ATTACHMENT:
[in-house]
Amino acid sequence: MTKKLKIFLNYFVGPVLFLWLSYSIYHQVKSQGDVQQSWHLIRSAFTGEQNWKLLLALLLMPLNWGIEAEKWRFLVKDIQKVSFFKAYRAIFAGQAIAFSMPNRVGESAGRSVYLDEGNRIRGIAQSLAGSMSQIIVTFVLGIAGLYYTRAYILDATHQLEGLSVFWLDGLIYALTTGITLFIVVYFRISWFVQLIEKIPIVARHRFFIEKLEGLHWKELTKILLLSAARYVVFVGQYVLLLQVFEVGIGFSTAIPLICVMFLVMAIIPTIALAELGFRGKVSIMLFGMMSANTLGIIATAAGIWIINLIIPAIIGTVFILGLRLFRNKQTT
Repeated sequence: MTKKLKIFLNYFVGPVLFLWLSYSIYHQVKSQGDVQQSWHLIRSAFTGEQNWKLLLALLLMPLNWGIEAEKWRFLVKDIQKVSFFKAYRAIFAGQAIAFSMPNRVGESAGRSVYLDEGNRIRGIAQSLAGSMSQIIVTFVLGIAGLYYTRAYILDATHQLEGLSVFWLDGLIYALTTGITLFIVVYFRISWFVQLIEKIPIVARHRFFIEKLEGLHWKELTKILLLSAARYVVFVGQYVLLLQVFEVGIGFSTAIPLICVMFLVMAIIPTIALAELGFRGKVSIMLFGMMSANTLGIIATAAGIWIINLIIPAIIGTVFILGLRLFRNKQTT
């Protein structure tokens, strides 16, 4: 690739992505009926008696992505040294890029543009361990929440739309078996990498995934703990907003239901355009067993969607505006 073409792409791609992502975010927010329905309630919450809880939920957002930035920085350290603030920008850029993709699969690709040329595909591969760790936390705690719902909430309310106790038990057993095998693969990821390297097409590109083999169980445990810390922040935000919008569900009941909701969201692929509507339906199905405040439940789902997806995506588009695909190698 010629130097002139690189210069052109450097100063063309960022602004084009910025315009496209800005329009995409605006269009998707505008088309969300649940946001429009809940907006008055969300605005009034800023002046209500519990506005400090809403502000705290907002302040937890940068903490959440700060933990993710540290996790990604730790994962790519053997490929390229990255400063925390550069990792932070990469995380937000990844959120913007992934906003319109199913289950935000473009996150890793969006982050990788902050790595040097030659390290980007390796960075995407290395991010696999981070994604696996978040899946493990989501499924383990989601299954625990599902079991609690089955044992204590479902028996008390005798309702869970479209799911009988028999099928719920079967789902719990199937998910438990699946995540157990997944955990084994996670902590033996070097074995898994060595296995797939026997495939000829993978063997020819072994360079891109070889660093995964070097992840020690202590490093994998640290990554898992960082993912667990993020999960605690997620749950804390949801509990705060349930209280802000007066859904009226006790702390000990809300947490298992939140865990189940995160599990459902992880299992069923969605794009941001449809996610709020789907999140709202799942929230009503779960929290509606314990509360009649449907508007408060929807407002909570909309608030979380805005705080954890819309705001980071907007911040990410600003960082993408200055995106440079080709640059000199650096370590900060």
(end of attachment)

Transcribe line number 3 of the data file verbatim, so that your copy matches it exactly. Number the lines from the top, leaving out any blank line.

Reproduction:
Repeated sequence: MTKKLKIFLNYFVGPVLFLWLSYSIYHQVKSQGDVQQSWHLIRSAFTGEQNWKLLLALLLMPLNWGIEAEKWRFLVKDIQKVSFFKAYRAIFAGQAIAFSMPNRVGESAGRSVYLDEGNRIRGIAQSLAGSMSQIIVTFVLGIAGLYYTRAYILDATHQLEGLSVFWLDGLIYALTTGITLFIVVYFRISWFVQLIEKIPIVARHRFFIEKLEGLHWKELTKILLLSAARYVVFVGQYVLLLQVFEVGIGFSTAIPLICVMFLVMAIIPTIALAELGFRGKVSIMLFGMMSANTLGIIATAAGIWIINLIIPAIIGTVFILGLRLFRNKQTT